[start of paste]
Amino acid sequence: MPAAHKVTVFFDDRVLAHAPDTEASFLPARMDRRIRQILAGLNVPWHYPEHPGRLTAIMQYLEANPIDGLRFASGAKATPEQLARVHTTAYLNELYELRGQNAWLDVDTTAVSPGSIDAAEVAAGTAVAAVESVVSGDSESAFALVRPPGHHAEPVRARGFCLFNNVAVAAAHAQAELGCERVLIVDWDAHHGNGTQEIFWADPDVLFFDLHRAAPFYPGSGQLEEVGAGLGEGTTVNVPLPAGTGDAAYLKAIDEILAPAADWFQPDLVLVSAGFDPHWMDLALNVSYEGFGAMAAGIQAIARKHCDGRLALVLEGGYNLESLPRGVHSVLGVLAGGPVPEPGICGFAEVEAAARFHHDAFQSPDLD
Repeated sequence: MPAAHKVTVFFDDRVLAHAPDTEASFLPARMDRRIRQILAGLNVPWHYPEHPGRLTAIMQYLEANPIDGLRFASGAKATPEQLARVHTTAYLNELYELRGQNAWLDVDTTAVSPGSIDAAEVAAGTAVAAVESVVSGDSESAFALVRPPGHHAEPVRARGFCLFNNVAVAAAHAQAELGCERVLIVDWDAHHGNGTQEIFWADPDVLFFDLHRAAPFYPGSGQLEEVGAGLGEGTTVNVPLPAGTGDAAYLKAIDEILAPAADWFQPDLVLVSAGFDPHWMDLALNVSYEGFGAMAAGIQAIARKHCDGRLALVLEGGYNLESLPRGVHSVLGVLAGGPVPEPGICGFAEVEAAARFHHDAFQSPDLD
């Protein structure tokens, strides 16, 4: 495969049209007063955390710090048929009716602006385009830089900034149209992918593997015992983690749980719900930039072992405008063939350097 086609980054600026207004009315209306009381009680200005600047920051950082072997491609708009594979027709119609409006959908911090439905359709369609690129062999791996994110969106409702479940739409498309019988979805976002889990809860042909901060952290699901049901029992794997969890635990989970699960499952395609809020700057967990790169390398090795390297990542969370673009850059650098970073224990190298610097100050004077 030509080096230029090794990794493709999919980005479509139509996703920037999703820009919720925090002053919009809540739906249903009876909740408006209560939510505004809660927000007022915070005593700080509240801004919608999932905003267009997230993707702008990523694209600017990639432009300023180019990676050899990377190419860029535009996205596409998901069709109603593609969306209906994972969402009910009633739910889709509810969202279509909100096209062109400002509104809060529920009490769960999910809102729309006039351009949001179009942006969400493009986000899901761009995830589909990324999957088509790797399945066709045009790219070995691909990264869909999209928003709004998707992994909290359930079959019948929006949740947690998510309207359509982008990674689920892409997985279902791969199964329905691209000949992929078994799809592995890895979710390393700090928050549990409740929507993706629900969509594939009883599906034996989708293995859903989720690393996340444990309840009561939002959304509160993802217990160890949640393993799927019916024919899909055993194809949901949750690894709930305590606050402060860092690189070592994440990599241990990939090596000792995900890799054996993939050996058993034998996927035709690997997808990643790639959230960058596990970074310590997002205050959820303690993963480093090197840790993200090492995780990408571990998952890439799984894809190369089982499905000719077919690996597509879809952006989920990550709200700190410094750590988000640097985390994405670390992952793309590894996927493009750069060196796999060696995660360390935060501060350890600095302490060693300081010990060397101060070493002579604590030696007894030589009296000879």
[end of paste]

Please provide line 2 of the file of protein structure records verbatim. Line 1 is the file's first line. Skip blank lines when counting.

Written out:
Repeated sequence: MPAAHKVTVFFDDRVLAHAPDTEASFLPARMDRRIRQILAGLNVPWHYPEHPGRLTAIMQYLEANPIDGLRFASGAKATPEQLARVHTTAYLNELYELRGQNAWLDVDTTAVSPGSIDAAEVAAGTAVAAVESVVSGDSESAFALVRPPGHHAEPVRARGFCLFNNVAVAAAHAQAELGCERVLIVDWDAHHGNGTQEIFWADPDVLFFDLHRAAPFYPGSGQLEEVGAGLGEGTTVNVPLPAGTGDAAYLKAIDEILAPAADWFQPDLVLVSAGFDPHWMDLALNVSYEGFGAMAAGIQAIARKHCDGRLALVLEGGYNLESLPRGVHSVLGVLAGGPVPEPGICGFAEVEAAARFHHDAFQSPDLD